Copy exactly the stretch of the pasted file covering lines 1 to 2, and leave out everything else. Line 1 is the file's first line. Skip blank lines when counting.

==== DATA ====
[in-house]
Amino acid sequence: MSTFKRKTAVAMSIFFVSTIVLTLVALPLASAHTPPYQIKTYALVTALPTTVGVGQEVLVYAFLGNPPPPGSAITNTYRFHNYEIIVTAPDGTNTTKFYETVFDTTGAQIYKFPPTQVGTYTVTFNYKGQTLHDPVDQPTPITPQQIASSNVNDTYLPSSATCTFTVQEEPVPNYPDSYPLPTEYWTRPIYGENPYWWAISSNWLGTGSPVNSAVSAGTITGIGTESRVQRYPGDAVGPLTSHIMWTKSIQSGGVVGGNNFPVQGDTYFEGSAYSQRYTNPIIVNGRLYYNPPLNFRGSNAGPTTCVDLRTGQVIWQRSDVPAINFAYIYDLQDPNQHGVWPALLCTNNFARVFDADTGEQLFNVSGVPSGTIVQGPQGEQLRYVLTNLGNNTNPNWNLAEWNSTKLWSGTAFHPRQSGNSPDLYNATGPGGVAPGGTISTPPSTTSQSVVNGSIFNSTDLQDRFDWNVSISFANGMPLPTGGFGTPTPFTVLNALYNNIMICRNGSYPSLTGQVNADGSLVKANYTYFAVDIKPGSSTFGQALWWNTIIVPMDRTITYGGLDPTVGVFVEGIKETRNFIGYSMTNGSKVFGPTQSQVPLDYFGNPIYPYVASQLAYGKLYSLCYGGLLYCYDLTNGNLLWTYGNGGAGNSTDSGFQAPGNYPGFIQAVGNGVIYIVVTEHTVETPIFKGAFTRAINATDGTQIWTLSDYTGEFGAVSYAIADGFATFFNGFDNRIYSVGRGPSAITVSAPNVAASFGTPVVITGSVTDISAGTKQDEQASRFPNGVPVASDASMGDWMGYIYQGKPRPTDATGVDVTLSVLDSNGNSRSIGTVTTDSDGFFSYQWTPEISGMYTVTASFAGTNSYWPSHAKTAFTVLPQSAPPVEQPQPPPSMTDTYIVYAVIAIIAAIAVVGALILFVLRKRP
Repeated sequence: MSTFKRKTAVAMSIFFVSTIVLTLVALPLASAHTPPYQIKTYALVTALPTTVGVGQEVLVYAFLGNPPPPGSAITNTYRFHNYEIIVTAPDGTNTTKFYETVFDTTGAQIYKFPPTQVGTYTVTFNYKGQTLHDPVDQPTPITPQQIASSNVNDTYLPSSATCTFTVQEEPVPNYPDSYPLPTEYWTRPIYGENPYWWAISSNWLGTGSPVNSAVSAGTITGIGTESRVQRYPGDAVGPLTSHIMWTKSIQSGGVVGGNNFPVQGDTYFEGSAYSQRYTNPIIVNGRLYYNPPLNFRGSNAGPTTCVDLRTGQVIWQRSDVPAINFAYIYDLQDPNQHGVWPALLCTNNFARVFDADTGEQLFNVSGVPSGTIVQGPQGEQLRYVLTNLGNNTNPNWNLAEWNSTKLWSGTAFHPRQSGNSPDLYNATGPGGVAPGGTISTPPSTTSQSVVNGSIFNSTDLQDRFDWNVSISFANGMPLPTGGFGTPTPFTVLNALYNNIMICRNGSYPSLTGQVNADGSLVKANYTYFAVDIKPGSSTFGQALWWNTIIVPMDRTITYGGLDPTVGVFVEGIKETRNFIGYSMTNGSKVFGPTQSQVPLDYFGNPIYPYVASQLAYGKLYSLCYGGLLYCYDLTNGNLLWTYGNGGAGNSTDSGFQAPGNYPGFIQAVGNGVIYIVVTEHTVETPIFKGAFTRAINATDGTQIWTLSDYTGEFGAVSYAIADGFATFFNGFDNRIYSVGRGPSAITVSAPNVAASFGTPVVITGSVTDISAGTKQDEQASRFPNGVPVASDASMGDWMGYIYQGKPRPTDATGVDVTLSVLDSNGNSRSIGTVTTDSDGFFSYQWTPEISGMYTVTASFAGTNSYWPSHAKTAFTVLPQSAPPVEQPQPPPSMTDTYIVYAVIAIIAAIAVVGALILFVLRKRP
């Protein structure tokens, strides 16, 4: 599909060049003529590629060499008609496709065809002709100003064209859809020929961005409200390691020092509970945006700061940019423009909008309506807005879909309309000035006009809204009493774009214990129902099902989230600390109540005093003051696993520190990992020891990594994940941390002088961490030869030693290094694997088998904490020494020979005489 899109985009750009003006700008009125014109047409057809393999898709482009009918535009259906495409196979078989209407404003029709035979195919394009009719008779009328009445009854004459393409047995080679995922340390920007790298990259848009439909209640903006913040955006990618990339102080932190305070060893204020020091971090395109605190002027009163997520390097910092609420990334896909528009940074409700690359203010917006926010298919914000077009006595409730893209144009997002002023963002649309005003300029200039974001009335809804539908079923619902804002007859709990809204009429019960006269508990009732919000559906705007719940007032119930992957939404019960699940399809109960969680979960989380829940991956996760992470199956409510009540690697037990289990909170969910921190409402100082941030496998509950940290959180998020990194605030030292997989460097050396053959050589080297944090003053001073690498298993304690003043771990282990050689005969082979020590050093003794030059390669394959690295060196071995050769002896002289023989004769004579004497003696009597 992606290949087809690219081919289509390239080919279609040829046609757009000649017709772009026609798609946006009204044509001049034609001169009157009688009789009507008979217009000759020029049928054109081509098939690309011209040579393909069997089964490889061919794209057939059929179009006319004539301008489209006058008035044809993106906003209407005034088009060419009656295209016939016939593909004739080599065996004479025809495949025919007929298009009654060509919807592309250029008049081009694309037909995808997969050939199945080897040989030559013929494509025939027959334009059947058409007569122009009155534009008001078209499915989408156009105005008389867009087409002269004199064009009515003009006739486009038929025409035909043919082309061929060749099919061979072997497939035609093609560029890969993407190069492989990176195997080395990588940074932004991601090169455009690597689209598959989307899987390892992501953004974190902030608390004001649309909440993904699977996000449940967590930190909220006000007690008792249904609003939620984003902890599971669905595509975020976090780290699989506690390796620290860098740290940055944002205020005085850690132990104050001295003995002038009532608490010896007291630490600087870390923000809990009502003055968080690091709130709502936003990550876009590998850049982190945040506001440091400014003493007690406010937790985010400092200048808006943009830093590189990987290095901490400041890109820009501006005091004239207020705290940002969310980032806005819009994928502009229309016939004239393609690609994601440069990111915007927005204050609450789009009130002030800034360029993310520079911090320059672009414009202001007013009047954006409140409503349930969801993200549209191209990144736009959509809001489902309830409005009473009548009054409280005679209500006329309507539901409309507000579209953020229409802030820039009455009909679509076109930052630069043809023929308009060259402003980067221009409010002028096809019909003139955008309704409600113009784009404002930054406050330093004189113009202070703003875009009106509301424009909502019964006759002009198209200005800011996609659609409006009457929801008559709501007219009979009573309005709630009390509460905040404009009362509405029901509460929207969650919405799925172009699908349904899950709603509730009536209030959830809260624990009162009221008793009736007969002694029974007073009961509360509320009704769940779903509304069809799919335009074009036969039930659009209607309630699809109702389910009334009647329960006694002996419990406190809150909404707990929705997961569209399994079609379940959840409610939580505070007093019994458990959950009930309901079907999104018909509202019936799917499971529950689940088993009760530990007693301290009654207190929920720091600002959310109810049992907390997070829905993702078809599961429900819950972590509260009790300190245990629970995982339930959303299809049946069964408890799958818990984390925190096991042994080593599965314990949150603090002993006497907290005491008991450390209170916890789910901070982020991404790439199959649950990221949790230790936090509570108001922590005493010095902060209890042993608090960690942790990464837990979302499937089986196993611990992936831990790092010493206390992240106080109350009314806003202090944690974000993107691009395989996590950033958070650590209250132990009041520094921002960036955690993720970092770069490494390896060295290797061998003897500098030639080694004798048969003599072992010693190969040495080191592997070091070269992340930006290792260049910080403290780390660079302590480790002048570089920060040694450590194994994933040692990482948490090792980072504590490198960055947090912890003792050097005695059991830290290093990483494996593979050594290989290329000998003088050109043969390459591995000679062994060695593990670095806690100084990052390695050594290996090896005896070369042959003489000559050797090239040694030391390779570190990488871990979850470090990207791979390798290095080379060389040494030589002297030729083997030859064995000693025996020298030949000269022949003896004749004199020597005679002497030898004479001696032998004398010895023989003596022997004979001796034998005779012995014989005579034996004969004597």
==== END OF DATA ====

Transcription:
[in-house]
Amino acid sequence: MSTFKRKTAVAMSIFFVSTIVLTLVALPLASAHTPPYQIKTYALVTALPTTVGVGQEVLVYAFLGNPPPPGSAITNTYRFHNYEIIVTAPDGTNTTKFYETVFDTTGAQIYKFPPTQVGTYTVTFNYKGQTLHDPVDQPTPITPQQIASSNVNDTYLPSSATCTFTVQEEPVPNYPDSYPLPTEYWTRPIYGENPYWWAISSNWLGTGSPVNSAVSAGTITGIGTESRVQRYPGDAVGPLTSHIMWTKSIQSGGVVGGNNFPVQGDTYFEGSAYSQRYTNPIIVNGRLYYNPPLNFRGSNAGPTTCVDLRTGQVIWQRSDVPAINFAYIYDLQDPNQHGVWPALLCTNNFARVFDADTGEQLFNVSGVPSGTIVQGPQGEQLRYVLTNLGNNTNPNWNLAEWNSTKLWSGTAFHPRQSGNSPDLYNATGPGGVAPGGTISTPPSTTSQSVVNGSIFNSTDLQDRFDWNVSISFANGMPLPTGGFGTPTPFTVLNALYNNIMICRNGSYPSLTGQVNADGSLVKANYTYFAVDIKPGSSTFGQALWWNTIIVPMDRTITYGGLDPTVGVFVEGIKETRNFIGYSMTNGSKVFGPTQSQVPLDYFGNPIYPYVASQLAYGKLYSLCYGGLLYCYDLTNGNLLWTYGNGGAGNSTDSGFQAPGNYPGFIQAVGNGVIYIVVTEHTVETPIFKGAFTRAINATDGTQIWTLSDYTGEFGAVSYAIADGFATFFNGFDNRIYSVGRGPSAITVSAPNVAASFGTPVVITGSVTDISAGTKQDEQASRFPNGVPVASDASMGDWMGYIYQGKPRPTDATGVDVTLSVLDSNGNSRSIGTVTTDSDGFFSYQWTPEISGMYTVTASFAGTNSYWPSHAKTAFTVLPQSAPPVEQPQPPPSMTDTYIVYAVIAIIAAIAVVGALILFVLRKRP